Google’s parent company Alphabet is rolling out its artificial intelligence chatbot Bard in Europe and Brazil.
It is the product’s biggest expansion since its March launch in the US and the UK and heats up the rivalry with Microsoft’s ChatGPT.
Both are examples of generative AI that can respond to questions in a human-like way.
Bard’s launch in the EU had been held up after the main data regulator in the bloc raised privacy concerns.
The Irish Data Protection Commission said that the tech giant had not provided enough information about how its generative AI tool protects Europeans’ privacy to justify an EU launch.
The company said it has since met the watchdogs to reassure them on issues relating to transparency, choice and control.
In a briefing with journalists, Amar Subramanya, engineering vice president of Bard, added that users could opt out of their data being collected.
Mr Subramanya declined to comment on whether there were plans to develop a Bard app.
“Bard is an experiment,” he said. “We want to be bold and responsible.”
Bard can talk
Google has also now added new features to Bard, which apply worldwide.
These include the ability for the chatbot to speak its answers back to you and for it to respond to prompts that also include images.
“Starting today, you can collaborate with Bard in over 40 languages, including Arabic, Chinese, German, Hindi and Spanish,” Google senior product director Jack Krawczyk said in a blog post.
“Sometimes hearing something out loud can help you approach your idea in a different way. This is especially helpful if you want to hear the correct pronunciation of a word or listen to a poem or script.”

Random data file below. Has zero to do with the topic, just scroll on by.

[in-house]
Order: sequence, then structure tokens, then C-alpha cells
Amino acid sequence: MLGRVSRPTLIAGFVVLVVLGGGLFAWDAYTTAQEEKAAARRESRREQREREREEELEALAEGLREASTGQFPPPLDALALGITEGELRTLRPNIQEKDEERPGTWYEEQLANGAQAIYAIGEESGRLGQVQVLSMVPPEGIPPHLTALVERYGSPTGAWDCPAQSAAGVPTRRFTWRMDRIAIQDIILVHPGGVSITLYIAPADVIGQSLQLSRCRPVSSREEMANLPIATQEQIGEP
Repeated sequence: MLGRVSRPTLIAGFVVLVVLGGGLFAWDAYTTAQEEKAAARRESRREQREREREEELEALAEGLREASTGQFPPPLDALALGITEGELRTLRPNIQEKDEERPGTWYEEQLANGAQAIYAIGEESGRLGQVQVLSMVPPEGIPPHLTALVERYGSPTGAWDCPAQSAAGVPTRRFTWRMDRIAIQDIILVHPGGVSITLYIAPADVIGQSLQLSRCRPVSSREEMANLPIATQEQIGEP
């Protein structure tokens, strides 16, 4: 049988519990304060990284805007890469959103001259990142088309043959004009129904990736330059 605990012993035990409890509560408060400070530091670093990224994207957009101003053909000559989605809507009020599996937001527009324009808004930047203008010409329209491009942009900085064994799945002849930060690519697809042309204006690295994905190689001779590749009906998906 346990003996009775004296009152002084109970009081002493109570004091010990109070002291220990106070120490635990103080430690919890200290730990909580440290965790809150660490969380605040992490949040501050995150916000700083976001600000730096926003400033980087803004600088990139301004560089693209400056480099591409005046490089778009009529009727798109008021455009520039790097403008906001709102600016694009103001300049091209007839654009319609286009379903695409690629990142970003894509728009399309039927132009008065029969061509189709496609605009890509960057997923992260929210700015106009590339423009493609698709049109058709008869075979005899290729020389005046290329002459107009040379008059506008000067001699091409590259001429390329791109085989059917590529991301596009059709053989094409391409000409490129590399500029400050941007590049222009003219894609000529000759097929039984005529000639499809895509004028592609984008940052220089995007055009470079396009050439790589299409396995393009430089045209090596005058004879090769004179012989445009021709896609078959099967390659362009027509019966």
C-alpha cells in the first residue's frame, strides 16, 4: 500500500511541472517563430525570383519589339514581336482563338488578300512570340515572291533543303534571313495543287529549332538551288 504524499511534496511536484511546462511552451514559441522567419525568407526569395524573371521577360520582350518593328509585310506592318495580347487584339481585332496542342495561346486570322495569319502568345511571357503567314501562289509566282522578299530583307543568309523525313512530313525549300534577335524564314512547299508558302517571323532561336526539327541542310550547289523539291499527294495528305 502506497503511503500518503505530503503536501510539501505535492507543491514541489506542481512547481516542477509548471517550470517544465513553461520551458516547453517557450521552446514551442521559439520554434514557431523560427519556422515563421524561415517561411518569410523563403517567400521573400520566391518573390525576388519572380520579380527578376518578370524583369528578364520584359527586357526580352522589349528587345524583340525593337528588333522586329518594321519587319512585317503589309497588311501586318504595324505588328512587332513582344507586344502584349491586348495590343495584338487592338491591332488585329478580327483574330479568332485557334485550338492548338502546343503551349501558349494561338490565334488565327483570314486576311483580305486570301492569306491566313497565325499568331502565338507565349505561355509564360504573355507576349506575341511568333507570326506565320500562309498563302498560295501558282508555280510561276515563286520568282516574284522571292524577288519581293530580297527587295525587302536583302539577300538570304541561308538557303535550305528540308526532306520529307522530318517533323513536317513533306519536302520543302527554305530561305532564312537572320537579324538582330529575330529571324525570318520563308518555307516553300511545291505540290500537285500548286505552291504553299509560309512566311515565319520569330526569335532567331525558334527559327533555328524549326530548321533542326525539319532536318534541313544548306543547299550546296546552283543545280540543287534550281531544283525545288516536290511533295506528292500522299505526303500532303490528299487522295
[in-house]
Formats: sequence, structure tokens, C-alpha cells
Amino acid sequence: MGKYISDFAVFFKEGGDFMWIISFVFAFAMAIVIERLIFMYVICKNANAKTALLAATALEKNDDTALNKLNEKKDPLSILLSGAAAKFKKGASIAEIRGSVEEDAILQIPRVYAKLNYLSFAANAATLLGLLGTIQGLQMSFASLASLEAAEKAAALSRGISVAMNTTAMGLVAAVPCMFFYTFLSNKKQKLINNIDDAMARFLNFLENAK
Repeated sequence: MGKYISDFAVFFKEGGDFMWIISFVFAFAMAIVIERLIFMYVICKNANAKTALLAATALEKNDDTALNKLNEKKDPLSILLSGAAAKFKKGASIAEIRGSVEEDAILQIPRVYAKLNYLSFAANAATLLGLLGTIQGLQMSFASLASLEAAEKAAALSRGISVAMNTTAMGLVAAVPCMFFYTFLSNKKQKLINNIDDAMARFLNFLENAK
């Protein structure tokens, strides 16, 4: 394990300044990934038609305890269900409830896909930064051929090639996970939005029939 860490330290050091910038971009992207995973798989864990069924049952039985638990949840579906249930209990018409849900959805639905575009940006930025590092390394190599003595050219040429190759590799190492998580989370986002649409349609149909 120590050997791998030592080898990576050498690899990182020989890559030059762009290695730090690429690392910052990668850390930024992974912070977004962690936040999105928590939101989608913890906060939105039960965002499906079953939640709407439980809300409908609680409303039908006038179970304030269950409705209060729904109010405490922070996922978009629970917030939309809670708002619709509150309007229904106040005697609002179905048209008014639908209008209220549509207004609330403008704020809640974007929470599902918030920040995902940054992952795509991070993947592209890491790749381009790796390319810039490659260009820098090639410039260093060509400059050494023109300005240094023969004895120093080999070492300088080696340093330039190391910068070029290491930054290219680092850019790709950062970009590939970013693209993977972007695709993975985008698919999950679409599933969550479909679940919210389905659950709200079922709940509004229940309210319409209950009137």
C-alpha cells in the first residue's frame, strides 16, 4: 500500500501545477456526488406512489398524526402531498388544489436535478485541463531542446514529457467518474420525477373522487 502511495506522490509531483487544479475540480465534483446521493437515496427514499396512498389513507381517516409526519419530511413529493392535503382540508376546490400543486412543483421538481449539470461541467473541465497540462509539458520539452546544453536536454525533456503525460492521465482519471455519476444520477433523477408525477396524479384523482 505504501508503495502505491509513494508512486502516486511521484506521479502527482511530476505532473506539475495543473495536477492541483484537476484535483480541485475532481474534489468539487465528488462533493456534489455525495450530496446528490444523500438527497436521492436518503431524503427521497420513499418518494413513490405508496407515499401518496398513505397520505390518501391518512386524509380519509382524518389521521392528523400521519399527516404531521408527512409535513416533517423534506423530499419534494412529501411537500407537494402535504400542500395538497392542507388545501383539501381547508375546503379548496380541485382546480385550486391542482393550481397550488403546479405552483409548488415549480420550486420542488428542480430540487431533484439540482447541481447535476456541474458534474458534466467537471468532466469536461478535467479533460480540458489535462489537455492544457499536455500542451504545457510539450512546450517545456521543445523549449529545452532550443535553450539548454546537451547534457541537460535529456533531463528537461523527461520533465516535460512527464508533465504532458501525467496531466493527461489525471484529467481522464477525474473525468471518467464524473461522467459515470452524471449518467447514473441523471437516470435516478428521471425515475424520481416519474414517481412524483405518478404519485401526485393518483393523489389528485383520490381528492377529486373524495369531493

He said users can now change the tone and style of Bard’s responses to either simple, long, short, professional or casual.
They can also pin or rename conversations, export code to more places and use images in prompts.
Wave of investment
The hype around the capabilities of generative AI has prompted global tech figures to call for a halt on their development.
Depending on who you speak to, AI could either lead to the end of humanity or solve climate change, or both.
Over the last six months companies have been investing billions with the hope of generating much more in advertising and cloud revenue.
Mistral AI, a start-up that was just a month old, picked up an £86m round of seed funding to build and train large language models.
Mr Musk has previously stated he believes developments in AI should be paused and that the sector needs regulation.
Elsewhere American AI company Anthropic launched another rival chatbot to ChatGPT called Claude 2, which can summarise novel-sized blocks of text.
Claude 2 is publicly available in the US and the UK and uses a safety method described by the company as “Constitutional AI”, referring to a set of principles to make judgements about the text it is producing.
Nonetheless, novelty appeal in AI chatbots may be waning, with recent web user numbers showing that monthly traffic to ChatGPT’s website and unique visitors declined for the first time in June.
Google has also been hit by a fresh class action in the US over the alleged misuse of users’ personal information to train Bard.
The complaint, filed in San Francisco federal court by eight individuals seeking to represent millions of internet users and copyright holders, said Google’s unauthorised scraping of data from websites violated their privacy and property rights.
“Google does not own the internet, it does not own our creative works, it does not own our expressions of our personhood, pictures of our families and children, or anything else simply because we share it online,” the plaintiffs’ attorney Ryan Clarkson said in a statement.